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A suggested overview of teaching this topic 1.Do some investigations where you have the whole population to investigate. -e.g are boys better at robot unicorn attack than girls in our class. (Get to do the PPDAC cycle without too much complexity)robot unicorn attack 2.Move onto situations where it is impractical to have/use/collect the whole population. - data cards (similar to karekare college 2009 stats day)karekare college -census at school samples/dataviewer The idea of a sample will develop. Do we all get the same result when we sample?

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A suggested overview of teaching this topic (cont) 3.Develop the idea of sampling variability before they learn rules. The effect of sample size, the effect of the spread of the dataset(s), iNZight could make an appearance here a1 variable variation of sample median (how different can out answers be, looking around the class) -2 variable comparisons of sample medians. Use intuition. 3.They are probably wanting to know when there is a big enough difference for us to make a call 1.10 the rules for making a call 2.9 the formula for confidence interval and the idea of overlap Are they correct with their calls? A mixture of knowing the population results (to see if they got it right and provide closure) and not knowing (because thats the way it really is)

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And back to assessment 1.10 Why not get the students to create the sample, this will ensure they are well informed about the context 2.9 does say “from a given set of population data”. Can we still get them to sample the data in a more real way?

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Takeaways -A desire to adjust the teaching of these topics to: -be engaging in the use of data -uses a range of activities -have multiple investigations developing in complexity -develops understanding of sampling variability (rather than an emphasis on rules and canned statements) -A desire to create better assessments that involve students in the context/data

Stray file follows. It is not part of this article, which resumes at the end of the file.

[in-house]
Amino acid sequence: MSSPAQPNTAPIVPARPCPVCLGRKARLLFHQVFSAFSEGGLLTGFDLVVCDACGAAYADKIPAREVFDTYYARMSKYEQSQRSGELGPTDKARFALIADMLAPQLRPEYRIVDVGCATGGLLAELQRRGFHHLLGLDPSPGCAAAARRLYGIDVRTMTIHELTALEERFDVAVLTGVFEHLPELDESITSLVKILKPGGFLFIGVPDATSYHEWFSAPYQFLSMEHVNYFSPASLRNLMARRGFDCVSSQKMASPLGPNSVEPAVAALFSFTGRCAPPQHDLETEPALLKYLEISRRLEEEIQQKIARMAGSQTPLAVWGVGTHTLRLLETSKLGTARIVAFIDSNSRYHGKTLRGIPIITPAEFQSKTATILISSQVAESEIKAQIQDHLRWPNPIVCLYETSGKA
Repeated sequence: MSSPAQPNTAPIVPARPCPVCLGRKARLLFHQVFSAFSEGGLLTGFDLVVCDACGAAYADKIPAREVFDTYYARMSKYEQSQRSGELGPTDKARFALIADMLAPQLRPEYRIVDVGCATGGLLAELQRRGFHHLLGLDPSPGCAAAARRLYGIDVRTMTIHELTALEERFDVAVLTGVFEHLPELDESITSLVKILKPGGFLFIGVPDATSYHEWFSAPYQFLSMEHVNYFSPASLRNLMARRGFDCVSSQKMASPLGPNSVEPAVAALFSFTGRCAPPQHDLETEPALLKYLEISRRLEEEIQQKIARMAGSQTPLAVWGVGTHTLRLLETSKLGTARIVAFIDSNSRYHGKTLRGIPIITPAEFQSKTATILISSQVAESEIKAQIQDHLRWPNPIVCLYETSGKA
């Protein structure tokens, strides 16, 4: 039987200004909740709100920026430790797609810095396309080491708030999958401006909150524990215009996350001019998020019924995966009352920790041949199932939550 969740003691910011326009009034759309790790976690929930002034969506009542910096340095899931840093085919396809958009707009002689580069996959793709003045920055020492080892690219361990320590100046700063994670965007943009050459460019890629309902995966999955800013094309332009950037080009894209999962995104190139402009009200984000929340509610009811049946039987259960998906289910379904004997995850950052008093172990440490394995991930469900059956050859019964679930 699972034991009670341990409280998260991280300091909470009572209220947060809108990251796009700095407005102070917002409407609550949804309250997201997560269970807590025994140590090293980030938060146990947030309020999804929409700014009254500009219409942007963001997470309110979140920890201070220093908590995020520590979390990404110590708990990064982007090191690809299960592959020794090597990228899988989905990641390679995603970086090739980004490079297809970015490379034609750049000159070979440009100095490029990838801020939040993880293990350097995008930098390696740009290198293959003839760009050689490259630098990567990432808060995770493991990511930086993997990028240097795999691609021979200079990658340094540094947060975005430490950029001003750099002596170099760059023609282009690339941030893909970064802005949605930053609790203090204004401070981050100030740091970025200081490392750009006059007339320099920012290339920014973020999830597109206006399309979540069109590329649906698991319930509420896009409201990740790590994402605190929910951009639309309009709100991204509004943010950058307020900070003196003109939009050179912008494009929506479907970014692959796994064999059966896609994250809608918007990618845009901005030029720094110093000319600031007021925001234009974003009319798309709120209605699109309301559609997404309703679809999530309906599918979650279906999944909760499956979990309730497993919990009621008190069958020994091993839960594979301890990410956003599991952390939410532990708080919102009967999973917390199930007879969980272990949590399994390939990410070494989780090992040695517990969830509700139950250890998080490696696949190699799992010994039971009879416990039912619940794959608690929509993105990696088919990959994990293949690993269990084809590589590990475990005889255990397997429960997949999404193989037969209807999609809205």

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Level 6 plan and conduct surveys and experiments using the statistical enquiry cycle - determining appropriate variables - cleaning data - using multiple displays, and re-categorising data to find patterns, variations, in multivariate data sets - comparing sample distributions visually, using measures of centre, spread, and proportion - presenting a report of findings; plan and conduct investigations using the statistical enquiry cycle - justifying the variables used - identifying and communicating features in context (differences within and between distributions), using multiple displays - making informal inferences about populations from sample data - justifying findings, using displays and measures. Level 7 carry out investigations of phenomena, using the statistical enquiry cycle: − using existing data sets − evaluating the choice of sampling and data collection methods used − using relevant contextual knowledge, exploratory data analysis, and statistical inference make inferences from surveys: − using sample statistics to make point estimates of population parameters − recognising the effect of sample size on the variability of an estimate